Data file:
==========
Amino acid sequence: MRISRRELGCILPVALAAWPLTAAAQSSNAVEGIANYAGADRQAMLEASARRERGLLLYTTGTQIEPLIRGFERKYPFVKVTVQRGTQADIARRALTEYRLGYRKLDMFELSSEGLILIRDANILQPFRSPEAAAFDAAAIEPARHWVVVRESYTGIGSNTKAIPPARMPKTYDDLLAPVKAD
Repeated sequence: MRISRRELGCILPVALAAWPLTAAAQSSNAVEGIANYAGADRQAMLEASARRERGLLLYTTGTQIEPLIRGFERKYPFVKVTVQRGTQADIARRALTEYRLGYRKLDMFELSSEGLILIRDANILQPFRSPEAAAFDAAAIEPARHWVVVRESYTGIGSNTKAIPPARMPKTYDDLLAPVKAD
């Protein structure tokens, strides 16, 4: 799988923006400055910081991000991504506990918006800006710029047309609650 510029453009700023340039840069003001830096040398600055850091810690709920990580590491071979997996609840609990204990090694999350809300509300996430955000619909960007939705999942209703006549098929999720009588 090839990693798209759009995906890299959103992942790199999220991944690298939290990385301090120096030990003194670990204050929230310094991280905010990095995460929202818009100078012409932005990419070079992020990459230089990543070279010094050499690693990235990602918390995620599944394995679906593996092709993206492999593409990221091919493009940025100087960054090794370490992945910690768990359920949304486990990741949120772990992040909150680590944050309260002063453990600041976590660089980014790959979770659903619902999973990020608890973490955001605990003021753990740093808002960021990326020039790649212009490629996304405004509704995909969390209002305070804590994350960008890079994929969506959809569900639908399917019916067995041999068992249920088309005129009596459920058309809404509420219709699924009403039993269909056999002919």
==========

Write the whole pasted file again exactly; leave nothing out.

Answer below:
Amino acid sequence: MRISRRELGCILPVALAAWPLTAAAQSSNAVEGIANYAGADRQAMLEASARRERGLLLYTTGTQIEPLIRGFERKYPFVKVTVQRGTQADIARRALTEYRLGYRKLDMFELSSEGLILIRDANILQPFRSPEAAAFDAAAIEPARHWVVVRESYTGIGSNTKAIPPARMPKTYDDLLAPVKAD
Repeated sequence: MRISRRELGCILPVALAAWPLTAAAQSSNAVEGIANYAGADRQAMLEASARRERGLLLYTTGTQIEPLIRGFERKYPFVKVTVQRGTQADIARRALTEYRLGYRKLDMFELSSEGLILIRDANILQPFRSPEAAAFDAAAIEPARHWVVVRESYTGIGSNTKAIPPARMPKTYDDLLAPVKAD
């Protein structure tokens, strides 16, 4: 799988923006400055910081991000991504506990918006800006710029047309609650 510029453009700023340039840069003001830096040398600055850091810690709920990580590491071979997996609840609990204990090694999350809300509300996430955000619909960007939705999942209703006549098929999720009588 090839990693798209759009995906890299959103992942790199999220991944690298939290990385301090120096030990003194670990204050929230310094991280905010990095995460929202818009100078012409932005990419070079992020990459230089990543070279010094050499690693990235990602918390995620599944394995679906593996092709993206492999593409990221091919493009940025100087960054090794370490992945910690768990359920949304486990990741949120772990992040909150680590944050309260002063453990600041976590660089980014790959979770659903619902999973990020608890973490955001605990003021753990740093808002960021990326020039790649212009490629996304405004509704995909969390209002305070804590994350960008890079994929969506959809569900639908399917019916067995041999068992249920088309005129009596459920058309809404509420219709699924009403039993269909056999002919």